|Testing your optimizing compilers email@example.com (1987-05-23)|
|From:||firstname.lastname@example.org (Eugene Miya N.)|
|Keywords:||Functional testing of software, benchmarking, validation,|
|Date:||23 May 87 01:01:49 GMT|
|Organization:||NASA Ames Research Center, Moffett Field, CA.|
I was wondering about those of you who write compilers. How do you test
your optimizing compilers to make certain 1) that optimzations are
effective, 2) the final results are identical with an unoptimized piece
of code (or at least close), 3) that you don't have dead code in your
compiler, 4) optimizations don't interact to produce "harmful
side-effects [I do not assume a Functional language]?" Just how do you
go about testing your software? I know you should probably use
validation suites for the more standard language compilers, but
optimization appears less frequently tested.
I know about construction from Bill Wulf's book on the subject. One of
Wulf's students has the following nice table summarizing optimzation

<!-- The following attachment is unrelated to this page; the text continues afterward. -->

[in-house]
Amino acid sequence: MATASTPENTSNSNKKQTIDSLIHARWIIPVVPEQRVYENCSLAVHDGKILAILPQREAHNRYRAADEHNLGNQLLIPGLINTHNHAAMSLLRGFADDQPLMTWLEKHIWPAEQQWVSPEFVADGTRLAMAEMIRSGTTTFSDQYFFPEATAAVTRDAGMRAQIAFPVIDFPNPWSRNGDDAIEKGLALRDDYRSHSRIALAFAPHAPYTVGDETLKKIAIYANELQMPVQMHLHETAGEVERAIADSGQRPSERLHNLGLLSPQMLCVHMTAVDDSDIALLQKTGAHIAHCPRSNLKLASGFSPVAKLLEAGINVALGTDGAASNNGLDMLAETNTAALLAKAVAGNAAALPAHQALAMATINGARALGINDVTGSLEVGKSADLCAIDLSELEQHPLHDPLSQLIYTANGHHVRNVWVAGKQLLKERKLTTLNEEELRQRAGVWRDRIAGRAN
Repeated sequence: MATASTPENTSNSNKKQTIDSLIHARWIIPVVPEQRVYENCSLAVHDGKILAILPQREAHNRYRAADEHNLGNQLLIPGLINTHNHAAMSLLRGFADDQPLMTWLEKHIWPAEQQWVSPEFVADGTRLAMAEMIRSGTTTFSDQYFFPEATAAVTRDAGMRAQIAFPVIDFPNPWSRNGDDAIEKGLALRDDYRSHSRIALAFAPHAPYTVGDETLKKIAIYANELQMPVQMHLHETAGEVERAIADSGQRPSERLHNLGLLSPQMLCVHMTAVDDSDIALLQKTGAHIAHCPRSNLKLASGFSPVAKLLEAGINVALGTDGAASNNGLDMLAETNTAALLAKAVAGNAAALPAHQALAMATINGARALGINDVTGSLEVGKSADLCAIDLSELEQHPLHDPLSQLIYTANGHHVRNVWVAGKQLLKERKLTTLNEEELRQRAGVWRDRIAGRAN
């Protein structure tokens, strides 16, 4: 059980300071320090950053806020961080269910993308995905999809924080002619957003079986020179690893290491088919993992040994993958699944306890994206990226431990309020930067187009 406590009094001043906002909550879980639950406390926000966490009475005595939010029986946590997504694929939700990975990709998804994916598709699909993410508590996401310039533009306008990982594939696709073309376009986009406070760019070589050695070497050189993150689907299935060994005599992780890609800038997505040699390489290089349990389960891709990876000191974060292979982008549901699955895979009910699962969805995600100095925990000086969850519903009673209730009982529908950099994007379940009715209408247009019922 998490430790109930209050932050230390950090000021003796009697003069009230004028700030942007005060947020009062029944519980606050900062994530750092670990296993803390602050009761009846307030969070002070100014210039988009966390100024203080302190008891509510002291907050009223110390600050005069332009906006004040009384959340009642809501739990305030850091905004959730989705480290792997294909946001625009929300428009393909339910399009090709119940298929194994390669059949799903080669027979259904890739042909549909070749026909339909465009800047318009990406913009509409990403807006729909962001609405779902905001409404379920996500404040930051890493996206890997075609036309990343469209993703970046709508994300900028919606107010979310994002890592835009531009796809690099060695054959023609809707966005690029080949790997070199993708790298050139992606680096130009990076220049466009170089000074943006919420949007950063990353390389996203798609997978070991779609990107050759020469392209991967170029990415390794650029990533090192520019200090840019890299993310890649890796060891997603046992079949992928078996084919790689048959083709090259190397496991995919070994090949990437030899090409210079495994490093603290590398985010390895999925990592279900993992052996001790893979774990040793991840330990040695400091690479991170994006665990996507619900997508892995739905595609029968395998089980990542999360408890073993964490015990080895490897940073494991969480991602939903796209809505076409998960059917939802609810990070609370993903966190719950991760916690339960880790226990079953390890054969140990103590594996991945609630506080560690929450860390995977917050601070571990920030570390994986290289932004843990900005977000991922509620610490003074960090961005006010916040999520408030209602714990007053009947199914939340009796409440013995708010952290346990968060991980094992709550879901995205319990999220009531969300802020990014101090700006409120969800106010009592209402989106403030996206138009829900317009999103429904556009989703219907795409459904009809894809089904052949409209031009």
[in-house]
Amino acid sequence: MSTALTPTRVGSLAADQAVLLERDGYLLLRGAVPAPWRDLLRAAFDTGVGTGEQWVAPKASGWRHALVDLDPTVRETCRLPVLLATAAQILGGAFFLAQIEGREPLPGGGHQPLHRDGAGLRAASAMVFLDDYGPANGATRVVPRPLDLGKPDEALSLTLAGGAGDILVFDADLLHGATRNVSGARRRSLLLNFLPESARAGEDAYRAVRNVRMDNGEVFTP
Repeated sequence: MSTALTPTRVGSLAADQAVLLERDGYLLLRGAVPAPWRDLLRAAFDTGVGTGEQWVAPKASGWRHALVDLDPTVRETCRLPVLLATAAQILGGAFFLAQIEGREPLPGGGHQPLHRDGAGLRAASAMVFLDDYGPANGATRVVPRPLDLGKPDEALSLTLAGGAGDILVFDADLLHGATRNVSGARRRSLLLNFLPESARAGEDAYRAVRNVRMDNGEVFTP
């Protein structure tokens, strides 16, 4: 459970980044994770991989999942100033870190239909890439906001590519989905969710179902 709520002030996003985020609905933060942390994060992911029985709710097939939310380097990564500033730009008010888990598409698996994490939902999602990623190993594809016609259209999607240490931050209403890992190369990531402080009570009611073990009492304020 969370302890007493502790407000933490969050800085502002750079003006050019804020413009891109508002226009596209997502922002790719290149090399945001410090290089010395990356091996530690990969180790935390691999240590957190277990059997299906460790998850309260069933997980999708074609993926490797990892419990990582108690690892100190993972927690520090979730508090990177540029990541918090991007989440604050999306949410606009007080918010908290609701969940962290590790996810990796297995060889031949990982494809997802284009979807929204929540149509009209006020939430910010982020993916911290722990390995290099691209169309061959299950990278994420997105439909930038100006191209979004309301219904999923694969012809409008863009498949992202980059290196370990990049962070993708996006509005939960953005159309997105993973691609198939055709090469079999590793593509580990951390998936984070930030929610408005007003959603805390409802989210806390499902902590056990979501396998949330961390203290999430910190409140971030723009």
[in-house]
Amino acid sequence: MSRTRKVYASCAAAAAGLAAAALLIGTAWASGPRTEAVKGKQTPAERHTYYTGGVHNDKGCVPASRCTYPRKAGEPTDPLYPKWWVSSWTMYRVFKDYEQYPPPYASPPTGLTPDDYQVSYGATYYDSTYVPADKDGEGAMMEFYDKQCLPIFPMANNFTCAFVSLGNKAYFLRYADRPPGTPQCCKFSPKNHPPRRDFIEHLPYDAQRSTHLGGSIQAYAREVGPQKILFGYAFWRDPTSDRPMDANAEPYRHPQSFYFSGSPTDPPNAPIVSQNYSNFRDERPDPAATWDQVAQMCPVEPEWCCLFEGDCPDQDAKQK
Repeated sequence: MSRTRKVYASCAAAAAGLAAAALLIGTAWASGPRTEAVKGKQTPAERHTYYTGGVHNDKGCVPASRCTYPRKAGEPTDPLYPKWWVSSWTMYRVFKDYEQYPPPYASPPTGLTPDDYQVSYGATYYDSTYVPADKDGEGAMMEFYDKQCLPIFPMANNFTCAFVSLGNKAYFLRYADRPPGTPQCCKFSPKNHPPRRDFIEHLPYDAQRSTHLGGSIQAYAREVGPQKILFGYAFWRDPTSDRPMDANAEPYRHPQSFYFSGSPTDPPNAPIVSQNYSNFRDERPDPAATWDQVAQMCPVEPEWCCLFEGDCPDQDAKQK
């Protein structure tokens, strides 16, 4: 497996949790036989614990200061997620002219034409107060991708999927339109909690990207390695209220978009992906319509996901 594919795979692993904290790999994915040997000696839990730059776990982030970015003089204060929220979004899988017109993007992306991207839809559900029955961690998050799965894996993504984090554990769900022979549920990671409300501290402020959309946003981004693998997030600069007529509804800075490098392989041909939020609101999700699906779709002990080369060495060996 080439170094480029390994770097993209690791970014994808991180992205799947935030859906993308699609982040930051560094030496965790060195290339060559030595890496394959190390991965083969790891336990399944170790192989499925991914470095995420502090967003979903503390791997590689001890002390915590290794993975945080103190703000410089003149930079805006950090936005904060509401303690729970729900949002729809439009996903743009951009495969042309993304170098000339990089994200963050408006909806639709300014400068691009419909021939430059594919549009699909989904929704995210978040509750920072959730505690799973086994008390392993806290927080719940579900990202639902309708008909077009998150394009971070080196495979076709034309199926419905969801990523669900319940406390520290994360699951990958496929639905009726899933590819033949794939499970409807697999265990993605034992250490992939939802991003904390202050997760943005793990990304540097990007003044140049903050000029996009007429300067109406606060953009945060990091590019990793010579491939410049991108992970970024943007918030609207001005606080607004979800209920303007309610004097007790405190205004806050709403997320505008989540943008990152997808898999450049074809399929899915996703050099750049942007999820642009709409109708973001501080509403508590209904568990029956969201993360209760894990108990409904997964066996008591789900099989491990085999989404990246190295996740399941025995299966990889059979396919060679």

%A Samuel P. Harbison
%T A Computer Architecture for the Dynamic Optimization of High-Level
%I Computer Science Dept., Carnegie-Mellon University
%D September 1980
Table 2-2 Optimization Techniques
Access mode determination
I would like to make this a private discussion, please write me
directly. I will summarize only when an individual contributer gives me
authority (I'll even sign non-disclosure on this one.). Please try to
say at least a little which I could report back to the group.
NASA Ames Research Center
"You trust the `reply' command with all those different mailers out there?"
"Send mail, avoid follow-ups. If enough, I'll summarize."
[This is a fascinating question -- my experience is that optimizing compilers
are usually not well debugged. I've run into a fair number where it turned
out that some optimizations never happened, but since the output code gave
the correct results, nobody noticed for a long time. -John]
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